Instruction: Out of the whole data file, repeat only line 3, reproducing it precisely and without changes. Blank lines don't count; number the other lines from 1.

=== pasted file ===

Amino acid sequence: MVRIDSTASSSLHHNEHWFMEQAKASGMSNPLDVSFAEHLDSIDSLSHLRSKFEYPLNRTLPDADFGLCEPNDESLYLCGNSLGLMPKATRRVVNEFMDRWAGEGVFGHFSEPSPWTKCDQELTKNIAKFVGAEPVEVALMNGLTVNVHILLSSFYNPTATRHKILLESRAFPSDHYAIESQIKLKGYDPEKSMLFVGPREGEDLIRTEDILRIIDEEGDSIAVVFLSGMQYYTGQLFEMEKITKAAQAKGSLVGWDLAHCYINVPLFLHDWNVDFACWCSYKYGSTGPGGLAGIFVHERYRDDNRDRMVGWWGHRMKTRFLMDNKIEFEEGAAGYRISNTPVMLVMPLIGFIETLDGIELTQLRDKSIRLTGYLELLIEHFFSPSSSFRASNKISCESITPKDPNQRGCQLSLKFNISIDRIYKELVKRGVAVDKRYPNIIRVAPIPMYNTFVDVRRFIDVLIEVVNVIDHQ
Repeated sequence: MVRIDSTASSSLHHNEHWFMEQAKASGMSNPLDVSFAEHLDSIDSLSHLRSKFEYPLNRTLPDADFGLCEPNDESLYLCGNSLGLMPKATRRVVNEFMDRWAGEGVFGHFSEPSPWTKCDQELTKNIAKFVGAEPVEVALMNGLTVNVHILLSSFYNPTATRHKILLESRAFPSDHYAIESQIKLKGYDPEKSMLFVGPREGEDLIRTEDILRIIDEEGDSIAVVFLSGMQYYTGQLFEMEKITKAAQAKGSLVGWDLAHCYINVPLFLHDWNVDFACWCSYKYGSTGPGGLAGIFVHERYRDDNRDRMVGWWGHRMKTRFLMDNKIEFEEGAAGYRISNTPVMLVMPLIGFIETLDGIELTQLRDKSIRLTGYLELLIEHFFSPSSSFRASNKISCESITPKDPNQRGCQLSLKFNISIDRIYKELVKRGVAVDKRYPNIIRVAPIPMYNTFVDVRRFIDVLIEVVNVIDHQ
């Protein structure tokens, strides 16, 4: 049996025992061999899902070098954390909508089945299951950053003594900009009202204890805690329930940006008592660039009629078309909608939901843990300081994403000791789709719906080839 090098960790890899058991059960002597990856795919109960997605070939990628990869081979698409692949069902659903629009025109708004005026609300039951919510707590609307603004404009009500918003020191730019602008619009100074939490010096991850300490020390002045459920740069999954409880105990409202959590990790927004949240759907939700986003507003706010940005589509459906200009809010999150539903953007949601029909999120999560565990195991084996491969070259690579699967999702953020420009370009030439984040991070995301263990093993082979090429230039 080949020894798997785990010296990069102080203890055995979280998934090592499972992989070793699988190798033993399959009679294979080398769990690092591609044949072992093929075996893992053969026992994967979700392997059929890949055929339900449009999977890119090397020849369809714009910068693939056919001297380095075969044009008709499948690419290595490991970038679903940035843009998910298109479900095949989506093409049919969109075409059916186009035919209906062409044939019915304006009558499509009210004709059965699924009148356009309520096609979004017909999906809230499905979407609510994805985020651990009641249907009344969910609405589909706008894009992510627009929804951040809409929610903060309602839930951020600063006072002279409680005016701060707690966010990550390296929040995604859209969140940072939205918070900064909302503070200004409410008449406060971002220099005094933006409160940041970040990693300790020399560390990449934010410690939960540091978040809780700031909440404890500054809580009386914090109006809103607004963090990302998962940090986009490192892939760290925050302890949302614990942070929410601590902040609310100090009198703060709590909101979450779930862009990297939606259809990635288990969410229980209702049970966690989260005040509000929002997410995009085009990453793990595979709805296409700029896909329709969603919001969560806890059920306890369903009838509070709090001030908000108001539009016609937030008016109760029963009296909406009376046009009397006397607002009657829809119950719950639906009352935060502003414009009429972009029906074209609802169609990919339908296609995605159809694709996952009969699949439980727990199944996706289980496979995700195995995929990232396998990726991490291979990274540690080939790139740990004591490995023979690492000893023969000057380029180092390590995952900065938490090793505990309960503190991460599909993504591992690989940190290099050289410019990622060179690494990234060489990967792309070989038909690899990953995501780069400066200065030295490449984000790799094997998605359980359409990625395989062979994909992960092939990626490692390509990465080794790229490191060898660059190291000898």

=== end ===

């Protein structure tokens, strides 16, 4: 049996025992061999899902070098954390909508089945299951950053003594900009009202204890805690329930940006008592660039009629078309909608939901843990300081994403000791789709719906080839 090098960790890899058991059960002597990856795919109960997605070939990628990869081979698409692949069902659903629009025109708004005026609300039951919510707590609307603004404009009500918003020191730019602008619009100074939490010096991850300490020390002045459920740069999954409880105990409202959590990790927004949240759907939700986003507003706010940005589509459906200009809010999150539903953007949601029909999120999560565990195991084996491969070259690579699967999702953020420009370009030439984040991070995301263990093993082979090429230039 080949020894798997785990010296990069102080203890055995979280998934090592499972992989070793699988190798033993399959009679294979080398769990690092591609044949072992093929075996893992053969026992994967979700392997059929890949055929339900449009999977890119090397020849369809714009910068693939056919001297380095075969044009008709499948690419290595490991970038679903940035843009998910298109479900095949989506093409049919969109075409059916186009035919209906062409044939019915304006009558499509009210004709059965699924009148356009309520096609979004017909999906809230499905979407609510994805985020651990009641249907009344969910609405589909706008894009992510627009929804951040809409929610903060309602839930951020600063006072002279409680005016701060707690966010990550390296929040995604859209969140940072939205918070900064909302503070200004409410008449406060971002220099005094933006409160940041970040990693300790020399560390990449934010410690939960540091978040809780700031909440404890500054809580009386914090109006809103607004963090990302998962940090986009490192892939760290925050302890949302614990942070929410601590902040609310100090009198703060709590909101979450779930862009990297939606259809990635288990969410229980209702049970966690989260005040509000929002997410995009085009990453793990595979709805296409700029896909329709969603919001969560806890059920306890369903009838509070709090001030908000108001539009016609937030008016109760029963009296909406009376046009009397006397607002009657829809119950719950639906009352935060502003414009009429972009029906074209609802169609990919339908296609995605159809694709996952009969699949439980727990199944996706289980496979995700195995995929990232396998990726991490291979990274540690080939790139740990004591490995023979690492000893023969000057380029180092390590995952900065938490090793505990309960503190991460599909993504591992690989940190290099050289410019990622060179690494990234060489990967792309070989038909690899990953995501780069400066200065030295490449984000790799094997998605359980359409990625395989062979994909992960092939990626490692390509990465080794790229490191060898660059190291000898």